evaluated by AIC to balance the accuracy and the complexity
of model.AIC is calculated with the number of nodes in the
GP tree, the order of linear dynamic model and the accuracy
of model.The fitness for each individual is evaluated with the
minimum AIC.
C.Keep the better chromosome
We arrange the chromosome according to the fitness
function, and keep the first groups of better chromosome as
the parental generation of the next generation.
D.Use Genetic Operation:
The genetic operations include crossover and mutation.
After the genetic operations are performed on the current
population, the new generation replaces the now-old
generation. This iterative process of measuring fitness and
performing the genetic operations is repeated over many
generations.The run of GP terminates when the termination
criterion is satisfied.Sometimes we can’t find the optimal
solution quickly;therefore we can set up generation. We will
stop the program when it reaches the generation, and select
the best chromosome from inside.
V.EXPERIMENT RESULT
A.Experiment I
To show the validity of proposed approach to Wiener
model, numerical simulation study is carried out.
Consider the following Wiener model [3]:
( ) 1.5 ( -1) - 0.7 ( - 2)
( -1) 0.5 ( - 2)
x t x t x t
u t u t

 
(13)
1
( )
1 exp{ ( )}
y t
x t


(14)
Here,the nonlinear static part is invertible,measurement
noise is a white noise normally distributed with mea n zero,
and the input signal u(t) is assumed random input uniformly
distributed over [-1,1].GP is used to determine a
mathematical function form for the static nonlinear block.The
design parameters in the GP are as follows.
Table I: Parameters of GP
ter
minal sets
{
x
(t
)
,

}
function sets
{+,
-
, *, exp, sinh, cosh, tanh}
Population size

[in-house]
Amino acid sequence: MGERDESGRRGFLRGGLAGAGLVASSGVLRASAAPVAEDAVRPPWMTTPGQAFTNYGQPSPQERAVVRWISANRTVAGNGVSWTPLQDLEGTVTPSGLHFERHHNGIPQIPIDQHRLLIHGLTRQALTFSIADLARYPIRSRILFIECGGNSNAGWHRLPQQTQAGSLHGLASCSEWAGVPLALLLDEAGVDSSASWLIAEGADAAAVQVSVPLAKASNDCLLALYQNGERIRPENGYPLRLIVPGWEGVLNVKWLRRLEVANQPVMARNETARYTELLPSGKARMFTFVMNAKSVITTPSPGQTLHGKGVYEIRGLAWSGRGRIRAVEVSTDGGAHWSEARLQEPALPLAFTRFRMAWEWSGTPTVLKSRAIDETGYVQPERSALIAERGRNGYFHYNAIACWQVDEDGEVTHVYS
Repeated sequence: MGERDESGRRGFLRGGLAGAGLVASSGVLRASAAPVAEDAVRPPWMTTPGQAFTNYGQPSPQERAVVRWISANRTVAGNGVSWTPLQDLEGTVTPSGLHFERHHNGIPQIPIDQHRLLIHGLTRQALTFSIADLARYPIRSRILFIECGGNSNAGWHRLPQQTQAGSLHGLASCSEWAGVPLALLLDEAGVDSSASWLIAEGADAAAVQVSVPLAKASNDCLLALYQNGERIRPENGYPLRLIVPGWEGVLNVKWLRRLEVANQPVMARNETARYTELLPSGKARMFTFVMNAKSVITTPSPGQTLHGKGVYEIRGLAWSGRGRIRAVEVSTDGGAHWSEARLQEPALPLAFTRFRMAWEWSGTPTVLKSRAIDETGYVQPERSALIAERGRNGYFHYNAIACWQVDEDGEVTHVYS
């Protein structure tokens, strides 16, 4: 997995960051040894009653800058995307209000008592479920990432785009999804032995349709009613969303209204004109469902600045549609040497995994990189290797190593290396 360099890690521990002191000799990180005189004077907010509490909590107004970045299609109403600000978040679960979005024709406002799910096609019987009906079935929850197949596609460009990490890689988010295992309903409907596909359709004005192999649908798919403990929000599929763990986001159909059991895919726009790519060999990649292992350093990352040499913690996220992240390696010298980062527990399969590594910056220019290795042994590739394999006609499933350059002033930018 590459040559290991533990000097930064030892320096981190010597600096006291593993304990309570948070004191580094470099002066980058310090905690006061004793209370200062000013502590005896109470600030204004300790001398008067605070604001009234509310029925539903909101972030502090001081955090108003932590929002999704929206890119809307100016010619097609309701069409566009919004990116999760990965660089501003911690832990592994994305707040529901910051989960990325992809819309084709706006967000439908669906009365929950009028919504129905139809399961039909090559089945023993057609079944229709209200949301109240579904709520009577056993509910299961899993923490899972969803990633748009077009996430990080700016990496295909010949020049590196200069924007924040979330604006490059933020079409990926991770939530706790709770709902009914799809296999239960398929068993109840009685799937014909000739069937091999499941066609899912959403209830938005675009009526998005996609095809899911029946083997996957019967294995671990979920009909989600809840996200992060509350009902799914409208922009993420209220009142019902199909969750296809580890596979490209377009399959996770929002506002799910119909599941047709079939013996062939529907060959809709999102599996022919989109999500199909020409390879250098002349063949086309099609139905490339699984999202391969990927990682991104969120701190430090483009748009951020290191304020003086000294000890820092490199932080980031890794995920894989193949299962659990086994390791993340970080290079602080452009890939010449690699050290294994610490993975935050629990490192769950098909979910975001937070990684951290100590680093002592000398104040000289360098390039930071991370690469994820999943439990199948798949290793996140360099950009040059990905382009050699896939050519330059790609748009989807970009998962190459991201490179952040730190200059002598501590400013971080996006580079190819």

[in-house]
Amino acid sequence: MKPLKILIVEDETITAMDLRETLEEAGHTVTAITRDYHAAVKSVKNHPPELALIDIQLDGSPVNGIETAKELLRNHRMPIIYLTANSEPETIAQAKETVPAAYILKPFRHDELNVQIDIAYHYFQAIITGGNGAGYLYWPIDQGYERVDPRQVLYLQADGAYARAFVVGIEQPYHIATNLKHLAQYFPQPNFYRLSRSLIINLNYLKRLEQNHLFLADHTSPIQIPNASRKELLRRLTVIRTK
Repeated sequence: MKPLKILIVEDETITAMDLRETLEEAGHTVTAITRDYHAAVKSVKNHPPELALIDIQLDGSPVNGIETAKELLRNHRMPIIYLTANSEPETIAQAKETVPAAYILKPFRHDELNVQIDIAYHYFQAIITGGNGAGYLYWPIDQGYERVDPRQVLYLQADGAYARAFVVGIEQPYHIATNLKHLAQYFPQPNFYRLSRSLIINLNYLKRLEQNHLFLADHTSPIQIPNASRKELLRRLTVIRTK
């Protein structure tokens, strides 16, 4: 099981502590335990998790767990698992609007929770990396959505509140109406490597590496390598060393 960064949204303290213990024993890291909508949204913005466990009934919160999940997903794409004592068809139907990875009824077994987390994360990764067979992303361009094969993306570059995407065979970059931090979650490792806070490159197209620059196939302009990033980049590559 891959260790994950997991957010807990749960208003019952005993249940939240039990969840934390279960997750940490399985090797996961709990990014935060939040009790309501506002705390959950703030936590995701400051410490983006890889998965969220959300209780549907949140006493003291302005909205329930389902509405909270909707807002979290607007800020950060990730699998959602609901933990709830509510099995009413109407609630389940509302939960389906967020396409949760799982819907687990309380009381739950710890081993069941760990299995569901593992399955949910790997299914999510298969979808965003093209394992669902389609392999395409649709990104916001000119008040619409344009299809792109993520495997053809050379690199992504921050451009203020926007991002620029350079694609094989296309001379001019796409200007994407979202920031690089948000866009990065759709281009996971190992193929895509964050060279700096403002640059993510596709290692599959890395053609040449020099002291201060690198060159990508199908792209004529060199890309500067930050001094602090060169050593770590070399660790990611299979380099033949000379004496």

100
generation
50
0
Max tree depth
6
Type of selection
Tournament selection
Crossover rate
0.7
mutation rate
0.3
Proceedings of the International MultiConference of Engineers and Computer Scientists 2008 Vol II
IMECS 2008, 19-21 March, 2008, Hong Kong
ISBN: 978-988-17012-1-3
IMECS 2008
Here

is constant.The identified linear dynamic system
part is given by:
ˆ
ˆ ˆ
( ) 1.532 ( -1) - 0.692 ( - 2)
1.044 ( -1) 0.496 ( - 2)
x t x t x t
u t u t

 
(15)
and the identified inverse function of nonlinear static part is
shown in Fig. 5.
Figure 5:Estimated nonlinearity.
The output estimates
ˆy(t)
are shown with the observations
y (t) in Fig 6.
Figure 6:Output estimate and observation.
B.Experiment II
To show the validity of proposed approach to
non-invertible static part, numerical simulation study is
carried out.
Consider the following Wiener model:
( ) 1.5 ( -1) - 0.7 ( - 2)
( -1) 0.5 ( - 2)
x t x t x t
u t u t

 
(16)
1.5,( ) 1.5
( ) ( ) ,1.5 ( ) 1.5
1.5,1.5 ( )
x t
y t x t x t
x t
  


   




(17)
Here,the nonlinear static part is non-invertible,
measurement noise is a white noise normally distributed with
mean zero, and the input signal u(t) is assumed random input
uniformly distributed over [ -1,1].The design parameters in
the GP are represented as shown in Table I.
The identified system part is given by
ˆ
ˆ ˆ
( ) 1.532 ( -1) - 0.692 ( - 2)
1.044 ( -1) 0.496 ( - 2)
x t x t x t
u t u t

 
(18)
ˆ
ˆ
( ) 1.48tanh( ( ))y t x t
(19)
The estimated nonlinear function of nonlinear static part is
given in Fig.7.
Figure 7:Estimated nonlinearity.
The output estimates
ˆy(t)
are shown with the observations
y (t) in Fig 8.
Proceedings of the International MultiConference of Engineers and Computer Scientists 2008 Vol II
IMECS 2008, 19-21 March, 2008, Hong Kong
ISBN: 978-988-17012-1-3
IMECS 2008
Figure 8:Output estimate and observation.
VI.SUMMARY
The GP is an effective algorithm to generate model
structures from input-output data.Based on the GP method,
methods needn’t to assume that the order of linear part is
known and the search space is differentiable, and linear in the
search parameters.In addition,methods also needn’t to
assume that the nonlinear static part is invertible.Numerical
simulation study result indicates the usefulness of the
proposed approach to Wiener model identification.We can
easily modify this approach for the other kind of nonlinear
system models by selecting suitable nodes for GP.
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Proceedings of the International MultiConference of Engineers and Computer Scientists 2008 Vol II
IMECS 2008, 19-21 March, 2008, Hong Kong
ISBN: 978-988-17012-1-3
IMECS 2008